Thursday, August 18, 2005

If we don't remember the past, are we doomed to repeat it?

The CTV headine says CMA supports parallel, private health system, the Globe says CMA backs private care, and the CBC headline reads CBC News: Doctors support parallel private health system at CMA meeting in Edmonton> Now, I didn't think that the doctors themselves were really quite as definite as these headlines imply, and indeed the CBC story also reports that the incoming Canadian Medical Association president Dr. Ruth Collins-Nakai said the motion "merely reflects a recent Supreme Court decision, which upheld the right of Quebecers to turn to private health insurance if the public system fails them."
But when headline writers can so blithely write off the public health care system, it does indicate that our beloved system is losing the public relations battle.
These headline writers, and reporters, and I think most of the doctors too, likely do not remember a time when medicare was not available.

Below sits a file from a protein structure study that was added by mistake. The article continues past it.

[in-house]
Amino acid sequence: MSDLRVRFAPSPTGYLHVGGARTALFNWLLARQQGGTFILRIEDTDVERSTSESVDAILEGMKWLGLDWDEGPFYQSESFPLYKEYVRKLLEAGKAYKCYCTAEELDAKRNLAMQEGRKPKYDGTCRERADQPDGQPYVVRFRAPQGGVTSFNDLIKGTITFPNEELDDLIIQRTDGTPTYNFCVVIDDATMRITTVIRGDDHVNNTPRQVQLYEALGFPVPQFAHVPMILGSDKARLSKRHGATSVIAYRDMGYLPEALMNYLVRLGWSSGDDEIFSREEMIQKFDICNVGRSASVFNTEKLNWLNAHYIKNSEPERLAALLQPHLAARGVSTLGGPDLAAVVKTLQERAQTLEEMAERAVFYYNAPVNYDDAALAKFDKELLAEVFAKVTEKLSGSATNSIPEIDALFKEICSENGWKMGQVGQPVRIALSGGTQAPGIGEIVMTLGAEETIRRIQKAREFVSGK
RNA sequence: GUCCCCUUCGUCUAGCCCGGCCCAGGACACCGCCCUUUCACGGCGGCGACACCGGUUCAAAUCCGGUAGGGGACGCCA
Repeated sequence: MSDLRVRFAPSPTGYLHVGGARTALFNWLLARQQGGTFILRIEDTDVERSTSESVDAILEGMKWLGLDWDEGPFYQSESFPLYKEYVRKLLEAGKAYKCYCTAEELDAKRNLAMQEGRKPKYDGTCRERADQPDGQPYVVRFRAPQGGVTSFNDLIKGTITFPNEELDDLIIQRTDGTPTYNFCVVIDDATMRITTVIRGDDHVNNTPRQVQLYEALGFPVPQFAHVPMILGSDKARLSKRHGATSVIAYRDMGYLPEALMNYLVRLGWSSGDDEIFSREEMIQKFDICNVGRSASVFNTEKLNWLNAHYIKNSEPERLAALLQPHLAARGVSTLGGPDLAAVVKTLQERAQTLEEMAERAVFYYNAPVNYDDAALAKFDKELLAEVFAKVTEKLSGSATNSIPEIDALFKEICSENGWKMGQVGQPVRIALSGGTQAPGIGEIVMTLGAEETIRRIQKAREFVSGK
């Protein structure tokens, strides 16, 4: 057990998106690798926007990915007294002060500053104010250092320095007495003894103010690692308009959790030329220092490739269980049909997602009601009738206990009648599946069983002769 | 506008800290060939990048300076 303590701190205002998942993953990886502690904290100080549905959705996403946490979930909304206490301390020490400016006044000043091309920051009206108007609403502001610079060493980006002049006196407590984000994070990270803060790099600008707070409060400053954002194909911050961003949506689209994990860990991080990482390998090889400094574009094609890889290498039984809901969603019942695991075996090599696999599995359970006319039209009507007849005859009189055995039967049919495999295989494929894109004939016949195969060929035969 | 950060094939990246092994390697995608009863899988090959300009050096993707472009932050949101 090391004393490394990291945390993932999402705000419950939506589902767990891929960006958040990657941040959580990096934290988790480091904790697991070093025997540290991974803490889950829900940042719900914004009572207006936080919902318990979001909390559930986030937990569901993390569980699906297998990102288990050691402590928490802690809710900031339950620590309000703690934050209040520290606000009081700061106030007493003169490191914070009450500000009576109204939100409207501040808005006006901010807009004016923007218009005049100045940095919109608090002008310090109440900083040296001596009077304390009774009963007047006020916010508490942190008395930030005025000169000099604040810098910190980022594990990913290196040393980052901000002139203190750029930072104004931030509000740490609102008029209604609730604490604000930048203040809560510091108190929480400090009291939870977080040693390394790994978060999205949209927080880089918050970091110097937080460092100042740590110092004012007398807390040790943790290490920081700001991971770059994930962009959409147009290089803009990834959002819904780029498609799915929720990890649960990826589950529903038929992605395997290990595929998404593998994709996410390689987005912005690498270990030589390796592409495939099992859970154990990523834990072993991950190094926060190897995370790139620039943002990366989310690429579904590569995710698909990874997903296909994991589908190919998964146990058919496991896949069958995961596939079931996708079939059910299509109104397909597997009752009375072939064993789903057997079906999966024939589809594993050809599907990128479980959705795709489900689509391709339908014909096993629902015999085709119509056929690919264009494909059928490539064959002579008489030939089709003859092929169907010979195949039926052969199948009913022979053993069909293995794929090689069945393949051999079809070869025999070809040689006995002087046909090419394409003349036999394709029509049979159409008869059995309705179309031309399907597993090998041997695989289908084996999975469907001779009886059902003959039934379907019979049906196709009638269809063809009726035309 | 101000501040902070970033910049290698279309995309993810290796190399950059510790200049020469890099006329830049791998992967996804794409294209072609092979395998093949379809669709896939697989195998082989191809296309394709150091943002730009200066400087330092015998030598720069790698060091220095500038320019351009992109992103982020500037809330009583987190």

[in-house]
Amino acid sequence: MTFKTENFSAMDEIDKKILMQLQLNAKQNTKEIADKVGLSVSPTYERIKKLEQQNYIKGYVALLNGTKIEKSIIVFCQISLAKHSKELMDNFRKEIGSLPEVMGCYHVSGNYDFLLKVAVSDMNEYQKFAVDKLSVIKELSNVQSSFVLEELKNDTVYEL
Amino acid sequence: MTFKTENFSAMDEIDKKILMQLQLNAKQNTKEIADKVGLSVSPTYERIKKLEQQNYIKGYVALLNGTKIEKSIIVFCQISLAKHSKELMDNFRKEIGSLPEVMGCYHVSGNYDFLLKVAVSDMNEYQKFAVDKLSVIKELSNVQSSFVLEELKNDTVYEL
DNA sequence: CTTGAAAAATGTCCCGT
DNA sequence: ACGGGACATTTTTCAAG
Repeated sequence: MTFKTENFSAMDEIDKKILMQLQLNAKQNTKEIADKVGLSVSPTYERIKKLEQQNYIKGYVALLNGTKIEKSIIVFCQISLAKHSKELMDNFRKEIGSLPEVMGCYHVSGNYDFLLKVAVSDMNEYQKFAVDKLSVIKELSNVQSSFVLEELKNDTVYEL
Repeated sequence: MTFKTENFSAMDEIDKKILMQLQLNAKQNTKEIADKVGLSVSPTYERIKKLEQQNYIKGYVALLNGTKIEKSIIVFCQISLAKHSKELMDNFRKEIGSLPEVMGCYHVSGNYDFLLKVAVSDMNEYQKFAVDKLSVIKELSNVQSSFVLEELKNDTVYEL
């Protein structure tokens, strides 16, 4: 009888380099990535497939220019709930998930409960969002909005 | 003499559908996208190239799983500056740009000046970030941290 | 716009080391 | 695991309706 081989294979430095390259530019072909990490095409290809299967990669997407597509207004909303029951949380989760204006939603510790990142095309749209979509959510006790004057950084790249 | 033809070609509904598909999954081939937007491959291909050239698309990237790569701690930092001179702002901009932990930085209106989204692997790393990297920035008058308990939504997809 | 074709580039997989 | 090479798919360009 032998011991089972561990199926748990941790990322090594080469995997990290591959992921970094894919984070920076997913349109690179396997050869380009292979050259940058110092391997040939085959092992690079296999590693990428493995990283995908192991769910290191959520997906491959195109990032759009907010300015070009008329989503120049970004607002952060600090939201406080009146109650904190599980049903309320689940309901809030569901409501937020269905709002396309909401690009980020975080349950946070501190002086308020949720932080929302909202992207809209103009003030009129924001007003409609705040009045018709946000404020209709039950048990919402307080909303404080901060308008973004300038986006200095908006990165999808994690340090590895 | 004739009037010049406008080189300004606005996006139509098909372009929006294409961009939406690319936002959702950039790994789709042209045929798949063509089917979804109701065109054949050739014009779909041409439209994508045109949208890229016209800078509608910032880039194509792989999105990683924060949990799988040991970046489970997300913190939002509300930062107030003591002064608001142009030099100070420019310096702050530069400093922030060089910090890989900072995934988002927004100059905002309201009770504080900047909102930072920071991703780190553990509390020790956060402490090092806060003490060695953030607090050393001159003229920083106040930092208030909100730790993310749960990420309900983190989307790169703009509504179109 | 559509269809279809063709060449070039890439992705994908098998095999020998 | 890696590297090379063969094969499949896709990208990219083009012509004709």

I do. Or, at least, I remember the doctor's strike in July of 1962 in Saskatchewan. I was a teenager at the time, and I remember how scared we all were without doctors. And a baby died of meningitis because his parents couldn't find a doctor to care for him. I remember my parents, both CCFers, talking about how important it was that the government hold fast and keep up the fight.
According to a doctor in Prince Albert, who was one of the few at the time who supported medicare, the first summer medicare was in force he saw dozens of people with medical conditions they had neglected for years, because they couldn't afford a doctor and had been too proud to ask for charity.
We need to remember all of this -- how painful and dangerous and humiliating it was to be unable to afford a doctor; and how hard it was to bring medicare into existence. We simply cannot loose it just because we take it for granted now.

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